New Android 7.0 Nougat updates continue to hit Galaxy S7, Galaxy S6, Galaxy Note 5, and Galaxy Tab models around the world. The software’s also hitting mid-range devices like the Galaxy J and Galaxy A.
While some Galaxy users have their sights set on Samsung’s Android 8.0 Oreo release, others are still curious about the Android 7.1 Nougat update.
In August, Samsung confirmed its first Android 7.1.1 update and the roll out continues to expand to other devices as we push toward the end of the year.
We continue to get questions from Galaxy users so today we want to roundup everything we currently know about Samsung’s plans for Android 7.1.
Galaxy Note 8 Android 7.1.1 Update
The company’s Samsung Galaxy Note 8 runs Android 7.1.1 Nougat out of the box. You can get a feel for the operating system in the video below.
The Galaxy Note 8 was the first device to run Android 7.1.1 Nougat, but it’s no longer the only Galaxy device running the newer version of Android Nougat.
Galaxy Android 7.1.1 Roll Out Continues
Samsung is pushing Android 7.1.1 to several Galaxy Tabs.
The company is currently rolling out Android 7.1.1 Nougat out to the Galaxy Tab A 9.7. The update is available in a few different markets including Germany, Italy, Ireland, Hungary, and Spain. It’s also expanded to Galaxy Tab A 9.7 (2015) users located in the Netherlands.
The Galaxy Tab A 9.7 was previously running Android Marshmallow, not Android Nougat.
The update is also available to Galaxy J5 (2016) users in Europe. The update is available in Poland and it’s also rolling out to Galaxy J5 (2016) users in the Netherlands.
Galaxy Android 7.1.1 Update in the U.S.
U.S. Cellular is pushing Android 7.1.1 to the Galaxy Tab E in the United States. Like the Galaxy Tab A 9.7, the Galaxy Tab E was previously running Android Marshmallow.
At this point it looks like the company is only bumping Marshmallow-powered devices to Android 7.1.1. Devices that are running Android 7.0 will probably stay on Android 7.0.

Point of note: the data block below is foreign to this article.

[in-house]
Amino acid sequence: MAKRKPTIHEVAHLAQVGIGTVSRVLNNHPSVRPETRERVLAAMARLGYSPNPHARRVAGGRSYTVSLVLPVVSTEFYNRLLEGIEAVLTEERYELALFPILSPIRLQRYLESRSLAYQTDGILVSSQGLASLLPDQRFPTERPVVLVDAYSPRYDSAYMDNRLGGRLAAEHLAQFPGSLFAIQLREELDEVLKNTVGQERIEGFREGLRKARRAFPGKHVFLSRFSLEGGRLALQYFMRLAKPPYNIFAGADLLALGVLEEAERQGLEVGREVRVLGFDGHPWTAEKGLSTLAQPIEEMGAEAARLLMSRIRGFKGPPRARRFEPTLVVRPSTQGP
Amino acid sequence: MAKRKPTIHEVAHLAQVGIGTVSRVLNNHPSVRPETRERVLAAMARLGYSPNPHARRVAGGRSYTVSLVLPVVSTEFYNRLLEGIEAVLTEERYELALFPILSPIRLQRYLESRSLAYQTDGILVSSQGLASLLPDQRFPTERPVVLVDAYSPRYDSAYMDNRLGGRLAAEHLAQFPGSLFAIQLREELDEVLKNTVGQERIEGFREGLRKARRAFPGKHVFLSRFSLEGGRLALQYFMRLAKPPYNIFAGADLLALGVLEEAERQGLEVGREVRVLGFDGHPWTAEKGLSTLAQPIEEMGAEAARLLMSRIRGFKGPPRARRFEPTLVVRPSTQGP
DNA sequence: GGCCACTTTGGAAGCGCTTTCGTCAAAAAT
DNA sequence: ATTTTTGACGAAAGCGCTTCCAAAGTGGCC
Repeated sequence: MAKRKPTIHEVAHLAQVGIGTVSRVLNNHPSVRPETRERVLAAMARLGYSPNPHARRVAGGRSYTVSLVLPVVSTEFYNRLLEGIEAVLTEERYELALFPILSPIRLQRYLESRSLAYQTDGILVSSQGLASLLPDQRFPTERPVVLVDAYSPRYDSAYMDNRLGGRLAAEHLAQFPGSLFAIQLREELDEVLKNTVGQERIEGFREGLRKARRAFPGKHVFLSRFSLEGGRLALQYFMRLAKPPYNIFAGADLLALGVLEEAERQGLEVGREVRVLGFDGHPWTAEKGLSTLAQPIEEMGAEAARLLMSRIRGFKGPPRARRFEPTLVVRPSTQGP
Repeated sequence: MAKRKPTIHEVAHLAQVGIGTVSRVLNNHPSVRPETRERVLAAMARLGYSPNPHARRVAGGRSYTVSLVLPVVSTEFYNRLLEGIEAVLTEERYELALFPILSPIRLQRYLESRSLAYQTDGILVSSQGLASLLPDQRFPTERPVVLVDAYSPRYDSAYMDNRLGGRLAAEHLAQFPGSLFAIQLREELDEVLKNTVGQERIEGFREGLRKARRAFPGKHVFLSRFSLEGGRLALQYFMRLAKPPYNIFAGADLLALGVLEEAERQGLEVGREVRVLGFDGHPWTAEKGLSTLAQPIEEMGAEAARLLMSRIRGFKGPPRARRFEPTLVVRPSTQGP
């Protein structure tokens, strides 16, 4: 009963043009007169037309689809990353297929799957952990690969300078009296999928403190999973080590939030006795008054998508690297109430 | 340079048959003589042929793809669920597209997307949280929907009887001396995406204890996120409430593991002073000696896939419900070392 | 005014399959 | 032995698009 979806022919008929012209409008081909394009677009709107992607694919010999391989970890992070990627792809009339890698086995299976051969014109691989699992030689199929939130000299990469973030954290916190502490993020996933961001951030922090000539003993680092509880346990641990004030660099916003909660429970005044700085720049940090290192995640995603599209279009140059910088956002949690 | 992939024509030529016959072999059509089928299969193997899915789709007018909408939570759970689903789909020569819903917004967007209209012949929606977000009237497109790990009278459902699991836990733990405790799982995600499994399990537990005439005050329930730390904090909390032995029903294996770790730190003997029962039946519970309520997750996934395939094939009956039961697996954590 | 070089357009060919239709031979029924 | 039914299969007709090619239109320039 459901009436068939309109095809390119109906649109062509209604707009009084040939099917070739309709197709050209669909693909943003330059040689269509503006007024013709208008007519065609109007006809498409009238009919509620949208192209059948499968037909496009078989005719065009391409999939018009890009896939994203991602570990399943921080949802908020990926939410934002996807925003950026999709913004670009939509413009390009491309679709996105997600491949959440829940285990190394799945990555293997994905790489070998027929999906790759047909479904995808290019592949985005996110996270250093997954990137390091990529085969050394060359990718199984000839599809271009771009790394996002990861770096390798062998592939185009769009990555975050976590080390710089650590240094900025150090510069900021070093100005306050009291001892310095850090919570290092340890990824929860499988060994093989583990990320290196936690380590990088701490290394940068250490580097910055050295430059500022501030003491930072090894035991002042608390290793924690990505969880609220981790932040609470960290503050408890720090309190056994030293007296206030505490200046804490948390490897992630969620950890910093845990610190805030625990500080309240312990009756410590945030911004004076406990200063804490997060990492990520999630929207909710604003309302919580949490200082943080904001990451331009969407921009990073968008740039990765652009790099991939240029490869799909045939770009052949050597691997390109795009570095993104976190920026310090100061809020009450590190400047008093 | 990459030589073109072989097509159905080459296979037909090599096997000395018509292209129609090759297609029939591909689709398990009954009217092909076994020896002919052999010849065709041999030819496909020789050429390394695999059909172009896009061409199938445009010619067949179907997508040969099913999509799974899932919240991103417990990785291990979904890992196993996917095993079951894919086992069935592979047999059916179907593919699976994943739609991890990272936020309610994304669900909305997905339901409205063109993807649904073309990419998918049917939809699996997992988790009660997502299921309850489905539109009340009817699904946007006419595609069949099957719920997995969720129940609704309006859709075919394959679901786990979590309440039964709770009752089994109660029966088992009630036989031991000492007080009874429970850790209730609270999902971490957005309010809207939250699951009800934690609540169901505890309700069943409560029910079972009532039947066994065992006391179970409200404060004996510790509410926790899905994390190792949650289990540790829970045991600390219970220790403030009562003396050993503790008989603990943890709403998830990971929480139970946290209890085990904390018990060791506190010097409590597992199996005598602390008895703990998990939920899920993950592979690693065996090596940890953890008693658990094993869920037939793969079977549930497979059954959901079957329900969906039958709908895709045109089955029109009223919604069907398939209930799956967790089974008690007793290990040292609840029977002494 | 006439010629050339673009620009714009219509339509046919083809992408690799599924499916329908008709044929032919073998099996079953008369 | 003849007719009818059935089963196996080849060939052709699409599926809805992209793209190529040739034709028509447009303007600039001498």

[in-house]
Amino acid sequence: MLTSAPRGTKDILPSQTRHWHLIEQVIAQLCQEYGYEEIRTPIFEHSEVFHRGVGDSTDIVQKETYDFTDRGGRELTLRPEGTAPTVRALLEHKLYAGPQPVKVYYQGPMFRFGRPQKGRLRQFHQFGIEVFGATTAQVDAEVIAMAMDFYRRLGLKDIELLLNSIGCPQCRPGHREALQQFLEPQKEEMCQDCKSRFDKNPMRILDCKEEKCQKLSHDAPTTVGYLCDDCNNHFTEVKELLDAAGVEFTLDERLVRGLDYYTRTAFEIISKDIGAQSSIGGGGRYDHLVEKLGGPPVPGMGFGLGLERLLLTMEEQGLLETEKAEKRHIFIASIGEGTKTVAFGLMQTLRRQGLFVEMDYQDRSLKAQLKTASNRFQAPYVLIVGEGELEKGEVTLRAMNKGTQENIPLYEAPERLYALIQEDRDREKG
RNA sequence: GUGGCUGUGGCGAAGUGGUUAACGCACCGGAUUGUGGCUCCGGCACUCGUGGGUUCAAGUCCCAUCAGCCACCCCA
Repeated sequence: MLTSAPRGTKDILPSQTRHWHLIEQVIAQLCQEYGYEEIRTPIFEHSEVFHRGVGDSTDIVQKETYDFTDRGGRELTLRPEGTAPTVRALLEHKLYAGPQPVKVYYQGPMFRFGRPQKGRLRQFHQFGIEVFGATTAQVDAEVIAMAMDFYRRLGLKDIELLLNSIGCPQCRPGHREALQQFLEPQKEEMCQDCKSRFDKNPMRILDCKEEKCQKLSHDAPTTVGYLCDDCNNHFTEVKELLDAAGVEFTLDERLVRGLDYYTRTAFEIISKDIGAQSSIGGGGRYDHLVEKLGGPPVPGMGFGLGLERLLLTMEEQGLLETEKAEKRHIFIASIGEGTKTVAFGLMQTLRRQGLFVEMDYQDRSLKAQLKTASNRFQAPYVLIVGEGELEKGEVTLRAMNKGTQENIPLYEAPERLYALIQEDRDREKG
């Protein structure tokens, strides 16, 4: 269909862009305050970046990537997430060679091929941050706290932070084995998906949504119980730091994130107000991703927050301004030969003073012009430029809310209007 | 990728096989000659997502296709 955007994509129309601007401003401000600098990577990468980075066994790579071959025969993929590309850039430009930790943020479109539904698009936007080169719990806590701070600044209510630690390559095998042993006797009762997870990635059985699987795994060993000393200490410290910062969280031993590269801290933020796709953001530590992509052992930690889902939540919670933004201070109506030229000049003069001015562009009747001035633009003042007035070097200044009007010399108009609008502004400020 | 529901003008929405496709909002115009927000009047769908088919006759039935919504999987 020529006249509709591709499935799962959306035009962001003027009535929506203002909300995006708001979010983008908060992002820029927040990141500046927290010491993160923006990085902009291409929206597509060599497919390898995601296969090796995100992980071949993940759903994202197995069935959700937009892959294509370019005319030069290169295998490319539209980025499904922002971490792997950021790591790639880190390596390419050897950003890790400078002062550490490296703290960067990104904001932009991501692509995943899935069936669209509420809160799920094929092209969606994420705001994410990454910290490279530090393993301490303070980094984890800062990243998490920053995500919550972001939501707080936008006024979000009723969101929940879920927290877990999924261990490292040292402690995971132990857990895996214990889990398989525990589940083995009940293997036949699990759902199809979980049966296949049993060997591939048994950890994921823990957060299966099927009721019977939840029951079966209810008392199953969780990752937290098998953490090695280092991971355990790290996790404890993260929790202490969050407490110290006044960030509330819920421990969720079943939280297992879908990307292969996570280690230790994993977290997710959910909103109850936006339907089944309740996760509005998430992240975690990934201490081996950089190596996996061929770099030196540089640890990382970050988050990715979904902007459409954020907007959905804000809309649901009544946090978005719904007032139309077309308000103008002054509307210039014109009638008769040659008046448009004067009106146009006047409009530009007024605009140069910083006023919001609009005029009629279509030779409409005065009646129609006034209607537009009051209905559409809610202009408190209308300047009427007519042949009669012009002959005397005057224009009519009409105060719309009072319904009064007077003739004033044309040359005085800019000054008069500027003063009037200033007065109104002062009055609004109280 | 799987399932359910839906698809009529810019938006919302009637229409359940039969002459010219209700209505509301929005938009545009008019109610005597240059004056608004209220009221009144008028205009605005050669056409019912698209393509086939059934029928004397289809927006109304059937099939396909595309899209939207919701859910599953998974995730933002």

Most of the changes from Android 7.1.1 are baked into Samsung’s version of Android 7.0 so this shouldn’t be a huge deal for Galaxy S8, Galaxy S7, and Galaxy S6 users.
That said, there have been a few other Android 7.1 sightings as Samsung’s Android Nougat roll out drags on.
Galaxy S7 Android 7.1 Update
We’ve also seen alleged benchmarks suggest that Samsung is testing Android 7.1.1 on the unannounced Samsung Galaxy A7 (2018). Benchmarks can be faked, but they’ve also proven accurate in the past.
At this point, we expect the Galaxy S7 and Galaxy A7 (2018) to skip Android 7.1.1 in favor of Samsung’s next operating system, Android Oreo.
Samsung Galaxy Android Oreo Update
Android 7.1.1 isn’t the only update on the horizon for Galaxy phones and tablets.
Samsung’s confirmed Android 8.0 Oreo for the Galaxy S8 and Galaxy S8+. The update is currently in beta ahead of a wider roll out.
The company hasn’t released a list of devices getting the upgrade, but popular phones like the Galaxy Note 8 and Galaxy S7 should also get upgraded from Android 7.0 to Android 8.0 Oreo. Older devices like the Galaxy S6 and Galaxy Note 5 could also get upgraded from Nougat to Oreo.
An unofficial list of Galaxy Android Oreo updates includes the Galaxy Note 8, Galaxy S7, Galaxy S6, Galaxy Note 5, Galaxy A series devices, Galaxy J series devices, and Galaxy C series devices.
Samsung hasn’t confirmed a release date, but all signs point to an official release in January or February for Galaxy S8 and Galaxy S8+ users.
Install Oreo If You Want to Improve Your Security
If you value your security, and we assume all of you do, you should think about installing the Galaxy S8 Oreo update soon after it arrives for your phone.
Samsung continues to release important security patches for Galaxy-branded devices and your Galaxy S8's Android 8.0 Oreo update should bring the latest patches from Samsung, and Google, to your phone.
The Galaxy S8 Android Oreo update delivers the company's latest security update, but we expect upcoming releases to come with newer security patches.
If you're curious about Samsung's security updates, you can read more about the changes on Samsung's website.
If you failed to download an older security update from another month, you'll get those patches when you go to install Android Oreo on your Galaxy S8 for the first time.
The Galaxy S8 Oreo update also comes with security improvements to Samsung Pay, Samsung's popular mobile payment solution. If you use Samsung Pay, you should probably download the Android Oreo update soon after it arrives for your phone.
It also comes with some enhancements to Find My Mobile including the ability to remotely back up Secure Folder to Samsung Cloud when you lose your phone and a way to lock up Samsung Pass using Find My Mobile.
On top of those features, Oreo comes with enhancements to the device's Biometrics. Features that use biometrics like your face, fingerprints, and irises are only available when you use a secure screen lock type (pattern, PIN, or password).
If you decide to switch to a non-secure screen lock type (Swipe or None), the device will automatically suspend biometric authentication for unlocking and for verification in apps like Samsung Pay and Samsung Pass.